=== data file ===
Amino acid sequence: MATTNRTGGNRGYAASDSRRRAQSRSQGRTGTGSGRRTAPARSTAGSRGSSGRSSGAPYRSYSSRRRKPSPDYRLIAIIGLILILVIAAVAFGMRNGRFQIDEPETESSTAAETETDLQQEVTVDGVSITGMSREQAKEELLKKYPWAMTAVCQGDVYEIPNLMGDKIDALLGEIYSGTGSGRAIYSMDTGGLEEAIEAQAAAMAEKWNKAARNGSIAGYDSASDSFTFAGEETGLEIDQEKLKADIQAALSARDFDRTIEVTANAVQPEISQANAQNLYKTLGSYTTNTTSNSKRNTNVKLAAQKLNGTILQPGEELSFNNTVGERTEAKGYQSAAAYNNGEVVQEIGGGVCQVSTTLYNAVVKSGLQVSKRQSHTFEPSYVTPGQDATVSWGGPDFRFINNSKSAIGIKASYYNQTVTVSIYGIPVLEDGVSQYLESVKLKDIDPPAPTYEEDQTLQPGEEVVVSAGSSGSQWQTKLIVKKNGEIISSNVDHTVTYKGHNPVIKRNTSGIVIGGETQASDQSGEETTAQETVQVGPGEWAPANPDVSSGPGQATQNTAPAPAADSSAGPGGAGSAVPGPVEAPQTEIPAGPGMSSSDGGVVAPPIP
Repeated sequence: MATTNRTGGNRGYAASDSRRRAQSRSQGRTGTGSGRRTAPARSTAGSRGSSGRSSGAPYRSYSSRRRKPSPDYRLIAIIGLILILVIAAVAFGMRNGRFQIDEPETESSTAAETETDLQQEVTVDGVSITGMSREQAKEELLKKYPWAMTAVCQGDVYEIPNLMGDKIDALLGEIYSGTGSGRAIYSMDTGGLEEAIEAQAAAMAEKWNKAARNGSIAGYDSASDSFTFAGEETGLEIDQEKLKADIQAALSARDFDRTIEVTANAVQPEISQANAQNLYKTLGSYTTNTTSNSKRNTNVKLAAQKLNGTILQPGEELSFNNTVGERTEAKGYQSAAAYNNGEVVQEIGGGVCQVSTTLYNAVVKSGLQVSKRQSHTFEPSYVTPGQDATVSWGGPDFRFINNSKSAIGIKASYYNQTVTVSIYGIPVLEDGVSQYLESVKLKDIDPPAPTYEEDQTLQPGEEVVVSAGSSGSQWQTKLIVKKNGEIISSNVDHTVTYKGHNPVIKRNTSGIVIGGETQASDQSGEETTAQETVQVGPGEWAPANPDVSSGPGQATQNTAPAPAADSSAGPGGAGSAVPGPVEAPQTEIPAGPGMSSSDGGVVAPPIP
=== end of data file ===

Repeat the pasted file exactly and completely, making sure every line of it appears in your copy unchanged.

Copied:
Amino acid sequence: MATTNRTGGNRGYAASDSRRRAQSRSQGRTGTGSGRRTAPARSTAGSRGSSGRSSGAPYRSYSSRRRKPSPDYRLIAIIGLILILVIAAVAFGMRNGRFQIDEPETESSTAAETETDLQQEVTVDGVSITGMSREQAKEELLKKYPWAMTAVCQGDVYEIPNLMGDKIDALLGEIYSGTGSGRAIYSMDTGGLEEAIEAQAAAMAEKWNKAARNGSIAGYDSASDSFTFAGEETGLEIDQEKLKADIQAALSARDFDRTIEVTANAVQPEISQANAQNLYKTLGSYTTNTTSNSKRNTNVKLAAQKLNGTILQPGEELSFNNTVGERTEAKGYQSAAAYNNGEVVQEIGGGVCQVSTTLYNAVVKSGLQVSKRQSHTFEPSYVTPGQDATVSWGGPDFRFINNSKSAIGIKASYYNQTVTVSIYGIPVLEDGVSQYLESVKLKDIDPPAPTYEEDQTLQPGEEVVVSAGSSGSQWQTKLIVKKNGEIISSNVDHTVTYKGHNPVIKRNTSGIVIGGETQASDQSGEETTAQETVQVGPGEWAPANPDVSSGPGQATQNTAPAPAADSSAGPGGAGSAVPGPVEAPQTEIPAGPGMSSSDGGVVAPPIP
Repeated sequence: MATTNRTGGNRGYAASDSRRRAQSRSQGRTGTGSGRRTAPARSTAGSRGSSGRSSGAPYRSYSSRRRKPSPDYRLIAIIGLILILVIAAVAFGMRNGRFQIDEPETESSTAAETETDLQQEVTVDGVSITGMSREQAKEELLKKYPWAMTAVCQGDVYEIPNLMGDKIDALLGEIYSGTGSGRAIYSMDTGGLEEAIEAQAAAMAEKWNKAARNGSIAGYDSASDSFTFAGEETGLEIDQEKLKADIQAALSARDFDRTIEVTANAVQPEISQANAQNLYKTLGSYTTNTTSNSKRNTNVKLAAQKLNGTILQPGEELSFNNTVGERTEAKGYQSAAAYNNGEVVQEIGGGVCQVSTTLYNAVVKSGLQVSKRQSHTFEPSYVTPGQDATVSWGGPDFRFINNSKSAIGIKASYYNQTVTVSIYGIPVLEDGVSQYLESVKLKDIDPPAPTYEEDQTLQPGEEVVVSAGSSGSQWQTKLIVKKNGEIISSNVDHTVTYKGHNPVIKRNTSGIVIGGETQASDQSGEETTAQETVQVGPGEWAPANPDVSSGPGQATQNTAPAPAADSSAGPGGAGSAVPGPVEAPQTEIPAGPGMSSSDGGVVAPPIP